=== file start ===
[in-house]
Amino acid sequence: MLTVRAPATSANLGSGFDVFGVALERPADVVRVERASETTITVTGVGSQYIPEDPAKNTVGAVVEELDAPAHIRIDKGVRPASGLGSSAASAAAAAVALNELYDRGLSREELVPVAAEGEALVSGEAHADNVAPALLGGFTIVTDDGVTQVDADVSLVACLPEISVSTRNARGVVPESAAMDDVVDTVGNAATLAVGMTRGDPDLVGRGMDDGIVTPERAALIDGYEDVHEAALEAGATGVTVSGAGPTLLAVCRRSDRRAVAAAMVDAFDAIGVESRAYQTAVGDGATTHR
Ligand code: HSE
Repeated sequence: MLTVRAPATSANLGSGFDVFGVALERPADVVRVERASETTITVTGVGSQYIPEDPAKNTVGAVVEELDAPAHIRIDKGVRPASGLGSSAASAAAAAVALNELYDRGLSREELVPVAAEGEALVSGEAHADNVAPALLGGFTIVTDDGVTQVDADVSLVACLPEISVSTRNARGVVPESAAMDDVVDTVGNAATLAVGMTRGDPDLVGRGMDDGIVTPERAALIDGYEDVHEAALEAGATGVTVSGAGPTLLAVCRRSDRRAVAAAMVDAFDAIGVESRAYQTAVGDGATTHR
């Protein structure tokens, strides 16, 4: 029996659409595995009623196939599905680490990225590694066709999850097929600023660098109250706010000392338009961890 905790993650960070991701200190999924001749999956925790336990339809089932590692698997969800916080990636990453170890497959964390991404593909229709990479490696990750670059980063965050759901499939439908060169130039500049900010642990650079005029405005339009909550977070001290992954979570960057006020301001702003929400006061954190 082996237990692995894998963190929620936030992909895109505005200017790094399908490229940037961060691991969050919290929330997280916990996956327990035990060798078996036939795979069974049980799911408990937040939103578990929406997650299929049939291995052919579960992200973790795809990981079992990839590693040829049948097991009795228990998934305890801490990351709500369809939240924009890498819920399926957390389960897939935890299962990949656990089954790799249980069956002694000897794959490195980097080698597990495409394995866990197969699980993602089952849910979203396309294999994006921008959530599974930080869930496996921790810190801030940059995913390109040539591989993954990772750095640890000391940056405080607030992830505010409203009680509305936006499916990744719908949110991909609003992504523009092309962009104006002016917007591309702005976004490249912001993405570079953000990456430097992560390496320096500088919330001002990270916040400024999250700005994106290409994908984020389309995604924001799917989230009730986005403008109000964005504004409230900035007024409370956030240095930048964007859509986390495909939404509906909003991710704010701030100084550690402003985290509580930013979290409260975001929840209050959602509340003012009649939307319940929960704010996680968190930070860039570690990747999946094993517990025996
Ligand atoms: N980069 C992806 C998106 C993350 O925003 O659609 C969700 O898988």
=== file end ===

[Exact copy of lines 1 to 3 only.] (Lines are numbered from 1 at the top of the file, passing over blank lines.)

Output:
[in-house]
Amino acid sequence: MLTVRAPATSANLGSGFDVFGVALERPADVVRVERASETTITVTGVGSQYIPEDPAKNTVGAVVEELDAPAHIRIDKGVRPASGLGSSAASAAAAAVALNELYDRGLSREELVPVAAEGEALVSGEAHADNVAPALLGGFTIVTDDGVTQVDADVSLVACLPEISVSTRNARGVVPESAAMDDVVDTVGNAATLAVGMTRGDPDLVGRGMDDGIVTPERAALIDGYEDVHEAALEAGATGVTVSGAGPTLLAVCRRSDRRAVAAAMVDAFDAIGVESRAYQTAVGDGATTHR
Ligand code: HSE